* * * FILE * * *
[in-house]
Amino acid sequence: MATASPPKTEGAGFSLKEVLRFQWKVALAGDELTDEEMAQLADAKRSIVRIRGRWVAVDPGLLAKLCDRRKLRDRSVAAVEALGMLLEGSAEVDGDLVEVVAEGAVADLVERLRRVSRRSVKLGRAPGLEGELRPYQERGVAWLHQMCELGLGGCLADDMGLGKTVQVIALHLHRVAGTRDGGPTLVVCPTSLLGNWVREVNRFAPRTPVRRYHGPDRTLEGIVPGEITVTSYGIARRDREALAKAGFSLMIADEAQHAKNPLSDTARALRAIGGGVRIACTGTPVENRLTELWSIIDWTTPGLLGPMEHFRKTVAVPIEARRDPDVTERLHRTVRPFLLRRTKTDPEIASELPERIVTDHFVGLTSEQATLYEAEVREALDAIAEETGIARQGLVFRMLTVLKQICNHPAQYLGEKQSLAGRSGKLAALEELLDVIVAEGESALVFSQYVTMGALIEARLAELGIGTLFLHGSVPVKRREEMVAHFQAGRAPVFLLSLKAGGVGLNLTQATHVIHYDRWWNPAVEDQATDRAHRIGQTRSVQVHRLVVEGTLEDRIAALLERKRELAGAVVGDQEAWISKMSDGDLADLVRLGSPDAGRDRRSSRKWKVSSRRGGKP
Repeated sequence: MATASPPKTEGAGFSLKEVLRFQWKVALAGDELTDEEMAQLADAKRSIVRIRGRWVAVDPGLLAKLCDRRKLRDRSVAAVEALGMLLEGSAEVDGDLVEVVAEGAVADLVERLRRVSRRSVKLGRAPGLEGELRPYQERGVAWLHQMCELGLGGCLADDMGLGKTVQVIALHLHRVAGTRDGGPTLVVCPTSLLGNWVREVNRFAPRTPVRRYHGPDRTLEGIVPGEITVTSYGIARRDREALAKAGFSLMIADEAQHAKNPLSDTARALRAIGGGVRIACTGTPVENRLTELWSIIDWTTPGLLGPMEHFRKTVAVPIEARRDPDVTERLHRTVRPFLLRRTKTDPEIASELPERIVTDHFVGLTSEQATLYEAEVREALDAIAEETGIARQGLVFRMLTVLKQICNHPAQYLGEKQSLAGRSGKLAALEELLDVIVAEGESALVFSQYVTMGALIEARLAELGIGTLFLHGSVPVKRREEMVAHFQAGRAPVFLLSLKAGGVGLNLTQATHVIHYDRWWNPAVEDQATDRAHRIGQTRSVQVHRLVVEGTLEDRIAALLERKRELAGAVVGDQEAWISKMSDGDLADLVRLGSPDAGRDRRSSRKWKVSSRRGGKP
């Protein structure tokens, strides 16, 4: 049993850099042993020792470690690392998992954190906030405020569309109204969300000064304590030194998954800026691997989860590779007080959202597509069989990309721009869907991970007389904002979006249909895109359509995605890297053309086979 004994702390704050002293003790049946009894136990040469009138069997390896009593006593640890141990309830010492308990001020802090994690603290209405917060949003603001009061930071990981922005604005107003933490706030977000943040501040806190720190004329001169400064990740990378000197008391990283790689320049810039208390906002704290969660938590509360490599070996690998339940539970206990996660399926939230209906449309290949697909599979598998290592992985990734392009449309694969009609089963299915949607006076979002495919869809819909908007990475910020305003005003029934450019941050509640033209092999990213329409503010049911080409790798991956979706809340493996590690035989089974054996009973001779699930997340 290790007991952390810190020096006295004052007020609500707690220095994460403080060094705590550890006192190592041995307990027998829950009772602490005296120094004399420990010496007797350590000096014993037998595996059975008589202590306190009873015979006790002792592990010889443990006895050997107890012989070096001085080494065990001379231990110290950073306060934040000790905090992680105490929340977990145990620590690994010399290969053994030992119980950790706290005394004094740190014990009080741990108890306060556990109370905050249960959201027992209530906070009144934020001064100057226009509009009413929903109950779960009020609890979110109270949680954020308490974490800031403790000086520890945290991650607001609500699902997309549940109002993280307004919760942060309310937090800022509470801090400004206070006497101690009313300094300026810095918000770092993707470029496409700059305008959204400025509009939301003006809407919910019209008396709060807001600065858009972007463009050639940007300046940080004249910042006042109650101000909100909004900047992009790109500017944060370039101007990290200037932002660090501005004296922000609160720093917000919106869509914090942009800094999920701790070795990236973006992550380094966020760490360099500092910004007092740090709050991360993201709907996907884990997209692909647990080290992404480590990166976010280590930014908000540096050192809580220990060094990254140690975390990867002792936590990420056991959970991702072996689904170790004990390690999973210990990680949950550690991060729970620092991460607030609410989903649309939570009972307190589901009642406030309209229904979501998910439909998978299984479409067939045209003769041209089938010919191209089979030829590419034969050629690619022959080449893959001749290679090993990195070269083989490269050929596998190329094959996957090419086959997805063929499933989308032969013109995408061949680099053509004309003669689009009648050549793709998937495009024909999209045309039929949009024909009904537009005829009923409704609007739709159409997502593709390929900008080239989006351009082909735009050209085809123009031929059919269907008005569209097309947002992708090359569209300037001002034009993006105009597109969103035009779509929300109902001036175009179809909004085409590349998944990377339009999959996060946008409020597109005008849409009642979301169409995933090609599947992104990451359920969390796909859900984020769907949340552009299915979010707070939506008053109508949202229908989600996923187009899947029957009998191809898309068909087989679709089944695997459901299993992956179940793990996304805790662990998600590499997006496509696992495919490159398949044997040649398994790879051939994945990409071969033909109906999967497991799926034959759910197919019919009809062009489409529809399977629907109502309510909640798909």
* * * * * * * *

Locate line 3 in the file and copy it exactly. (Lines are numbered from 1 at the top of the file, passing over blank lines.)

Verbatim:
Repeated sequence: MATASPPKTEGAGFSLKEVLRFQWKVALAGDELTDEEMAQLADAKRSIVRIRGRWVAVDPGLLAKLCDRRKLRDRSVAAVEALGMLLEGSAEVDGDLVEVVAEGAVADLVERLRRVSRRSVKLGRAPGLEGELRPYQERGVAWLHQMCELGLGGCLADDMGLGKTVQVIALHLHRVAGTRDGGPTLVVCPTSLLGNWVREVNRFAPRTPVRRYHGPDRTLEGIVPGEITVTSYGIARRDREALAKAGFSLMIADEAQHAKNPLSDTARALRAIGGGVRIACTGTPVENRLTELWSIIDWTTPGLLGPMEHFRKTVAVPIEARRDPDVTERLHRTVRPFLLRRTKTDPEIASELPERIVTDHFVGLTSEQATLYEAEVREALDAIAEETGIARQGLVFRMLTVLKQICNHPAQYLGEKQSLAGRSGKLAALEELLDVIVAEGESALVFSQYVTMGALIEARLAELGIGTLFLHGSVPVKRREEMVAHFQAGRAPVFLLSLKAGGVGLNLTQATHVIHYDRWWNPAVEDQATDRAHRIGQTRSVQVHRLVVEGTLEDRIAALLERKRELAGAVVGDQEAWISKMSDGDLADLVRLGSPDAGRDRRSSRKWKVSSRRGGKP